May 29, 2023 - Health

America's COVID-free summer mindset

Illustration of a movie theater screen made from a face mask displaying the words "The End"

Illustration: Annelise Capossela/Axios

Americans who've long wanted to put COVID in the rearview mirror are actively embracing the idea the pandemic is over. For the first time, the majority of the public agrees the crisis has passed, according to the Axios-Ipsos American Health Index.

Why it matters: Increasingly booked restaurants, packed bars and crowded fitness centers in some areas are a testament to how routines influenced by COVID are gradually returning to pre-pandemic norms.

  • The Axios-Ipsos poll found 62% agreed that the pandemic is over, compared to 46% when we asked the question in February.
  • The public's long wanted to return to normal, as Memorial Day airport crowds and oversubscribed fitness classes suggest.

The big picture: Data suggests diners are flocking to food, drink and entertainment venues in droves, underscoring their growing comfort with being in crowded spaces again.

  • In cities across the U.S., tours by Taylor Swift and Beyonce are selling to stadiums that are at or near capacity, as soaring demand sends ticket prices through the roof.
  • A variety of movies are slowly but surely drawing moviegoers back to theaters, with box office receipts closing in on pre-pandemic levels.
  • Seated diners skyrocketed by a staggering 81% in mid-May (coinciding with Mother's Day) versus the comparable time frame in 2022, according to figures from Open Table.
  • And as the New York Times reported last fall, gyms are suddenly hot again. During the final week of January 2023, visits to physical fitness centers jumped by over 23% compared to the same week in early 2022 (year-over-year), analytics firm found.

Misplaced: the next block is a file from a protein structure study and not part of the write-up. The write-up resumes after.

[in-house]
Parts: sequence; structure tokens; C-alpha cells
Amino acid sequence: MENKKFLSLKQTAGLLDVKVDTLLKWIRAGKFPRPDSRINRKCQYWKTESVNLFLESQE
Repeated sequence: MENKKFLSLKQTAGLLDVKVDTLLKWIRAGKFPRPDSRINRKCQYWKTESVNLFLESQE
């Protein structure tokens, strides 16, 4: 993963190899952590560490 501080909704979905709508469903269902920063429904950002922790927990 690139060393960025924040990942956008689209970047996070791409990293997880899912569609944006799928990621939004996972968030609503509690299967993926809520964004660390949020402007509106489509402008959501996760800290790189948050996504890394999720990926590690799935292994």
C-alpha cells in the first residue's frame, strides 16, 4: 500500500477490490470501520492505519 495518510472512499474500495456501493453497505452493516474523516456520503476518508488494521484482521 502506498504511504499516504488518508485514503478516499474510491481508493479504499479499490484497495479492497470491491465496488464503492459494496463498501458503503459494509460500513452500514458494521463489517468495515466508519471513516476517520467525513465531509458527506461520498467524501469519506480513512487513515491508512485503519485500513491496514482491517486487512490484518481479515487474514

Zoom in: Fewer than a quarter of Americans think contracting COVID poses a large or moderate risk to their health, down nine percentage points from February. And a majority (56%) say they are never masking in public.

  • That's likely due to milder infections, more and better treatments and more built-in immunity from prior infections and vaccines.

But for many, the desire for normalcy has been tempered by a lingering fear of a stealthy virus that's swayed perceptions of personal risk.

  • Flashback to the winter of 2020-2021, when more than nine of 10 people polled by Axios and Ipsos reported masking at least some of the time as a large spike in cases occurred from people traveling and gathering for the holidays.
  • Now, COVID ranks with commonplace risks like reckless driving, smoking and alcohol abuse.

Reality check: The virus still is out there, even though deaths and hospitalizations continue to trend downward.

  • New variants continue to proliferate, led by one designated XBB.1.16 that will likely be the target of updated vaccines for September, according to Eric Topol, executive vice president of Scripps Research.
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